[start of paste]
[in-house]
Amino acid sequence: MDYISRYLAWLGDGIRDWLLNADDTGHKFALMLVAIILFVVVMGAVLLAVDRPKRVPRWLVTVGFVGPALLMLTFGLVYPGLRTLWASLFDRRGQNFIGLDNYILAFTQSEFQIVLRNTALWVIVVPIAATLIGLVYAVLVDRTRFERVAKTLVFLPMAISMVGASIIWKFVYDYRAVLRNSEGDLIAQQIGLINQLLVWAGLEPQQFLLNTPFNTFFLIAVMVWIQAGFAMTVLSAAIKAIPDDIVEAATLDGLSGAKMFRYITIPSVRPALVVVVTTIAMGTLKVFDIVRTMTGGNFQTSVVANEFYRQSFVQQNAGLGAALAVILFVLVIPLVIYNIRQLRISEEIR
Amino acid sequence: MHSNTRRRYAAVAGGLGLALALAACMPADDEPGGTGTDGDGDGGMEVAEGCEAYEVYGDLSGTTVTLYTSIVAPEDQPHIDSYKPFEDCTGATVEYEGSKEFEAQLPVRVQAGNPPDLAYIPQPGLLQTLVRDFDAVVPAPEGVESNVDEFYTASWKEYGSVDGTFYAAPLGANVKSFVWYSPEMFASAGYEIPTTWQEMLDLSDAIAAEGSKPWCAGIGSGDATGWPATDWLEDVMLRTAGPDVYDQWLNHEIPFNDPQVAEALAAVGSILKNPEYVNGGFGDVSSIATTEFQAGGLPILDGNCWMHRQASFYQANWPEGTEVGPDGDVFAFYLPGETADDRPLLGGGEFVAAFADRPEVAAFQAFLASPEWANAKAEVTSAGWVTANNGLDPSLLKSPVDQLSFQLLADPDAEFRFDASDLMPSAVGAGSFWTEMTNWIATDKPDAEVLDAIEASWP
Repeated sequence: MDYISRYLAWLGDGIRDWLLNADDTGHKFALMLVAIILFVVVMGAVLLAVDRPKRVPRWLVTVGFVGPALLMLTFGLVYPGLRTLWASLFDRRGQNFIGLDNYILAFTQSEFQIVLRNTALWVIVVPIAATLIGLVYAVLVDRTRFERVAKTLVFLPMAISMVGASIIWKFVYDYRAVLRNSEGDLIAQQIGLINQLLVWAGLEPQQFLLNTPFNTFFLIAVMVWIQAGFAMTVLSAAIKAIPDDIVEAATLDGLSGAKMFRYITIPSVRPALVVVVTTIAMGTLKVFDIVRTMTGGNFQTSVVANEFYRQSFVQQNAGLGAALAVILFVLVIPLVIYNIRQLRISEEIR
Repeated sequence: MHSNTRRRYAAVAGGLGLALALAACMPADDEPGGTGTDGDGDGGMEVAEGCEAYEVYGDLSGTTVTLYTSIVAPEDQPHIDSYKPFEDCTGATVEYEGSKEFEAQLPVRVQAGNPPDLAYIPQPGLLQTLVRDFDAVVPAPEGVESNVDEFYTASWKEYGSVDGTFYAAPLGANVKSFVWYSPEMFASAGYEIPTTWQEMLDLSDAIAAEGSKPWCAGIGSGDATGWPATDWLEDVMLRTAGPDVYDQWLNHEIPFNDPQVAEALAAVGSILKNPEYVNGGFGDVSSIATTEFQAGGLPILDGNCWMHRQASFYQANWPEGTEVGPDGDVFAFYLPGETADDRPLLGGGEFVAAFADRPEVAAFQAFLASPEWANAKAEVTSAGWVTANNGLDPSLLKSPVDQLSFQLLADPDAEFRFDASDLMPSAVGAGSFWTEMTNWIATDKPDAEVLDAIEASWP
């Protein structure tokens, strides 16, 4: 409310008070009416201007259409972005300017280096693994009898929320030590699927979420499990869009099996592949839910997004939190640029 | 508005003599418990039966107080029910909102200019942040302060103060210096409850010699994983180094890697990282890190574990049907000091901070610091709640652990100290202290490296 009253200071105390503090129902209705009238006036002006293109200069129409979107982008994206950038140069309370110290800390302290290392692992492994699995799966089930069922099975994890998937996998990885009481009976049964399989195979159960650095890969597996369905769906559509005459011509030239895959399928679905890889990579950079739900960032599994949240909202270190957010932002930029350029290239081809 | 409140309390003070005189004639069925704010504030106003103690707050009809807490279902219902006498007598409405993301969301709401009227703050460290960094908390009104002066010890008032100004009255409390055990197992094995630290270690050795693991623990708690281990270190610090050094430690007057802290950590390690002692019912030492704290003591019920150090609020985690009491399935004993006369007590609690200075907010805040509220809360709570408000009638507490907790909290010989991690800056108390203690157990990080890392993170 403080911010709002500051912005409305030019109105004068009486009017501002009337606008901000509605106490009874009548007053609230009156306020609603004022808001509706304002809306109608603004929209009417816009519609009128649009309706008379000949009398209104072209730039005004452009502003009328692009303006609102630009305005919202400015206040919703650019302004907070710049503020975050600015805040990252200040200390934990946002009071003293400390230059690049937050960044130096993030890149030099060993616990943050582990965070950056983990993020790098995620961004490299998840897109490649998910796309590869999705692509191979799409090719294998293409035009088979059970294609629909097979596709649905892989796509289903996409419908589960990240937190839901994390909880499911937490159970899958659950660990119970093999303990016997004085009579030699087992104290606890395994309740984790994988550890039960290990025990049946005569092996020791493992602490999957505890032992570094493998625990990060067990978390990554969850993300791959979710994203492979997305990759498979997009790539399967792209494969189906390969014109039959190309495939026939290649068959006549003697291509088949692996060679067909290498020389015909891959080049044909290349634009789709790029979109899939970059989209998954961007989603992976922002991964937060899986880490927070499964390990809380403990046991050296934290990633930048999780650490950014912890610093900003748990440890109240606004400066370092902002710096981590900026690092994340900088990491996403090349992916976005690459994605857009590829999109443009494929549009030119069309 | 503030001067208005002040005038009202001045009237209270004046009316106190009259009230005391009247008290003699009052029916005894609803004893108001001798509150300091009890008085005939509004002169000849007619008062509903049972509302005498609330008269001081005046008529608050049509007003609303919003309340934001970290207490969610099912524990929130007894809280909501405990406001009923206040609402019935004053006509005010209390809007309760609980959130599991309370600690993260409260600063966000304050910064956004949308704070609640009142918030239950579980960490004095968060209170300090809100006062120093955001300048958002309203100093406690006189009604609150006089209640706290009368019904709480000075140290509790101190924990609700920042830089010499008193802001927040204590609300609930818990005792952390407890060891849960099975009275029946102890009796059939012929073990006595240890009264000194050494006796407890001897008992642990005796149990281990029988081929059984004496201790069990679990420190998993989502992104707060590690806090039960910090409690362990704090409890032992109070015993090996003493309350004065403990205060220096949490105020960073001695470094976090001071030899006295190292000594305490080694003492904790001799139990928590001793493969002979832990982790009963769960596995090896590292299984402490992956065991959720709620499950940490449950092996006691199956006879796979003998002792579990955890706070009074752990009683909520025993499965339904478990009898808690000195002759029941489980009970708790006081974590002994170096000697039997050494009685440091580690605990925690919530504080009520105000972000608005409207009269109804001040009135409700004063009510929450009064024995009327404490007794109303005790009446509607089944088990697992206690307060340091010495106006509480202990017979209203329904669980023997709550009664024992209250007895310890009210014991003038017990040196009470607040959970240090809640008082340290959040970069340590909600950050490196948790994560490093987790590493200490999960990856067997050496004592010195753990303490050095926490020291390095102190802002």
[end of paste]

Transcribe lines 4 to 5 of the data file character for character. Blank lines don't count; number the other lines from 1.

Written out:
Repeated sequence: MDYISRYLAWLGDGIRDWLLNADDTGHKFALMLVAIILFVVVMGAVLLAVDRPKRVPRWLVTVGFVGPALLMLTFGLVYPGLRTLWASLFDRRGQNFIGLDNYILAFTQSEFQIVLRNTALWVIVVPIAATLIGLVYAVLVDRTRFERVAKTLVFLPMAISMVGASIIWKFVYDYRAVLRNSEGDLIAQQIGLINQLLVWAGLEPQQFLLNTPFNTFFLIAVMVWIQAGFAMTVLSAAIKAIPDDIVEAATLDGLSGAKMFRYITIPSVRPALVVVVTTIAMGTLKVFDIVRTMTGGNFQTSVVANEFYRQSFVQQNAGLGAALAVILFVLVIPLVIYNIRQLRISEEIR
Repeated sequence: MHSNTRRRYAAVAGGLGLALALAACMPADDEPGGTGTDGDGDGGMEVAEGCEAYEVYGDLSGTTVTLYTSIVAPEDQPHIDSYKPFEDCTGATVEYEGSKEFEAQLPVRVQAGNPPDLAYIPQPGLLQTLVRDFDAVVPAPEGVESNVDEFYTASWKEYGSVDGTFYAAPLGANVKSFVWYSPEMFASAGYEIPTTWQEMLDLSDAIAAEGSKPWCAGIGSGDATGWPATDWLEDVMLRTAGPDVYDQWLNHEIPFNDPQVAEALAAVGSILKNPEYVNGGFGDVSSIATTEFQAGGLPILDGNCWMHRQASFYQANWPEGTEVGPDGDVFAFYLPGETADDRPLLGGGEFVAAFADRPEVAAFQAFLASPEWANAKAEVTSAGWVTANNGLDPSLLKSPVDQLSFQLLADPDAEFRFDASDLMPSAVGAGSFWTEMTNWIATDKPDAEVLDAIEASWP